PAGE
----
The first blow was the separation.
For the first time in our lives Max and I were forced to split. Max cried and screamed and I begged them not to do this. We had just lost our parents; we couldn’t bear to lose each other as well. My pleas fell into the void. Our guardians were unmovable.
“These are the rules. No exceptions”, they said and that was the end of it.
So they moved Max to the boys’ quarters and me to the girls’ one. They gave us shapeless pale blue uniforms to wear and took everything else away. That was the second blow: we weren’t allowed to have but only a few personal belongings.
I gave another fight for mum’s favorite book and dad’s lucky vintage watch, but lost again, some photos.
“Why?”, I demanded angrily. “Why can’t I keep all my stuff? They are the only things I have been left of my parents, of my whole life!”
“Somebody would steal them anyway, sooner or later”, replied one of the guardians as he tossed most of my things into a rubbish sack. A bloody rubbish sack!
The days dragged on and on gray and unchanging. We followed the same routine every day. We woke up, headed to the dining room, had breakfast, proceeded to the education halls, split according to age groups, attended lessons, headed to lunch, participated in the so called ‘leisure activities’ in the afternoon, had some spare time to ourselves, ate dinner and returned to our sleeping quarters.
The food was badly cooked that it tasted like ash. We always left the dining room feeling sick most of the same time. Our educators were austere and distant, commanding our silent attention through intimidation.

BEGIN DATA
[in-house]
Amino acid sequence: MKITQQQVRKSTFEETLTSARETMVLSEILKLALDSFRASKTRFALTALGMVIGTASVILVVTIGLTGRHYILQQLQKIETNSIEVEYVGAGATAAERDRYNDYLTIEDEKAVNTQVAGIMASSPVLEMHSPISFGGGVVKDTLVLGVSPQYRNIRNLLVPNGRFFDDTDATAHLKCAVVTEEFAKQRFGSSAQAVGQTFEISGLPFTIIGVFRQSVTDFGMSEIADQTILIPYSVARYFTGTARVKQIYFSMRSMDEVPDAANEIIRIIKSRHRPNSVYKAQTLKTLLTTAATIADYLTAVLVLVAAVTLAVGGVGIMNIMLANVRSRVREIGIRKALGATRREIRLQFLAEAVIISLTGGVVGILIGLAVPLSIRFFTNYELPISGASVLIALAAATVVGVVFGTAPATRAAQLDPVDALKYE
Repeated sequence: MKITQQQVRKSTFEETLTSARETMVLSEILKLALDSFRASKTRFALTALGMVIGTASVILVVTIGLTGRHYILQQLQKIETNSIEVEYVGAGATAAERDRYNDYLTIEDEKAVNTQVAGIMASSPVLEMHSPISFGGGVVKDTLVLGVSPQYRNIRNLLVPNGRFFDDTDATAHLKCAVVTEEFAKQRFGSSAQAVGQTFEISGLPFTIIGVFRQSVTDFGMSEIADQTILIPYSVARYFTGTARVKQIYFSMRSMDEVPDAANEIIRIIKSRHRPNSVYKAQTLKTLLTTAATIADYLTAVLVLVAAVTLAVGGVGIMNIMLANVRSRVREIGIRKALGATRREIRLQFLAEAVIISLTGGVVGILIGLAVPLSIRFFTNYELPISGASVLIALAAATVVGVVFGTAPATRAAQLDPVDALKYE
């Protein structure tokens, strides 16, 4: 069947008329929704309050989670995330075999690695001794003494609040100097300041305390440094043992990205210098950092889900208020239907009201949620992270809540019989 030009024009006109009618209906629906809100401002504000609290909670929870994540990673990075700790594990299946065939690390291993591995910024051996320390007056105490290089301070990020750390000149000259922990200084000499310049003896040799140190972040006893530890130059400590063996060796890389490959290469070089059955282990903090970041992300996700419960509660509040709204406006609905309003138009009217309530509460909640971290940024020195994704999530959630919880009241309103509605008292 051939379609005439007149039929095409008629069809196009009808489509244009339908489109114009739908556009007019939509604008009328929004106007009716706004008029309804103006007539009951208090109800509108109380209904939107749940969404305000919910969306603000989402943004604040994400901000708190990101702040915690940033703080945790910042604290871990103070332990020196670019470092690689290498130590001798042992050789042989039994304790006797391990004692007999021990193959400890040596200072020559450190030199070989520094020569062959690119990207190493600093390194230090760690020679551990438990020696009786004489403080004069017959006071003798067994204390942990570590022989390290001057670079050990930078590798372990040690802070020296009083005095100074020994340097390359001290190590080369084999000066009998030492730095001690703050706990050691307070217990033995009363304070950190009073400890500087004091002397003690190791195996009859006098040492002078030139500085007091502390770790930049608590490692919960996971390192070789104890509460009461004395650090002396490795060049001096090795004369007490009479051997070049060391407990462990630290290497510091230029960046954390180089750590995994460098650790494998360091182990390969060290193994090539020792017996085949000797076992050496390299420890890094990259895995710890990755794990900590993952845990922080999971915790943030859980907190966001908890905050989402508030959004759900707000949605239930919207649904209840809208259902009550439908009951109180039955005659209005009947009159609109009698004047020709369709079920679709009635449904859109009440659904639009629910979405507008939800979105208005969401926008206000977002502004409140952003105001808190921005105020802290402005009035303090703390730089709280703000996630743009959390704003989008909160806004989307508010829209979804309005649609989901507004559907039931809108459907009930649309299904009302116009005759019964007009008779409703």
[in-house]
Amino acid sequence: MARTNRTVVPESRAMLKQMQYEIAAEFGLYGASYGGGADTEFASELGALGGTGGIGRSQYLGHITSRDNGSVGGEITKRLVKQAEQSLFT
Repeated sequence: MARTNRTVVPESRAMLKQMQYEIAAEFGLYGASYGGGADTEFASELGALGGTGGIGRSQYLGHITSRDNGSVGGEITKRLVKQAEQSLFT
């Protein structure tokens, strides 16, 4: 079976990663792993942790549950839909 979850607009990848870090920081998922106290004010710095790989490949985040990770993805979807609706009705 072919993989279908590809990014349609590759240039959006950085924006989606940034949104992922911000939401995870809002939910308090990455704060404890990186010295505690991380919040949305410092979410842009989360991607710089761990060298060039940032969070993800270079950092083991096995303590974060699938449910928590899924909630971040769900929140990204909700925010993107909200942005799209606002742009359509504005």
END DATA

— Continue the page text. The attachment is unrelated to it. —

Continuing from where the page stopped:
I know it doesn’t sound as bad, but it was worse. It really was. The sleeping quarters were packed with orphans; you couldn’t breathe or have a moment of peace. The younger and more vulnerable kids were victims to the swinging moods of the older ones. It was the only entertainment ―twisted as it was― they really had; making vicious jokes and playing cruel tricks on one another.
I kept my distance from them as much as I could, always keeping a hard face on and never allowing them to witness even the slightest sign of weakness on my part. I don’t even remember how many times I had to defend younger girls from bullying. This is when I learned how to fight. Physically I mean. How to know what is the best distance to keep your opponent, hit hard, sharp, unexpectedly, back to safe position, watch you back, have balance, ex-hail when taking a blow not to feel it, use hands and feet as weapons, never think of fear no matter how your opponent looks like, never fear to get hit, never surrender, but most of all be the smartest one in the fight.
It always felt like I was fighting to defend Max from bullies. I wanted to fight all bullies of the world till there was no one left, if I could, but I knew this was impossible. I only gasped into tears when in bed, when no one knew.
The spare time in the early evenings was the only time of the day I could spend with Max. I tried to look cheerful and optimistic whenever I was with him, but the blank look in his eyes and his persistent silence really scared me. It was like he was drifting away from me, and everyone – actually I was the only one he had – and no matter how hard I tried I couldn’t bring him back. And that was the third blow. This dreadful feeling that I was going to lose Max too; like I had lost mum and dad.
The days dragged into weeks, the weeks into months.
And then one day Alex came into our lives. And changed everything.
…but I will save this story for the next time.
Talk to you soon, guys.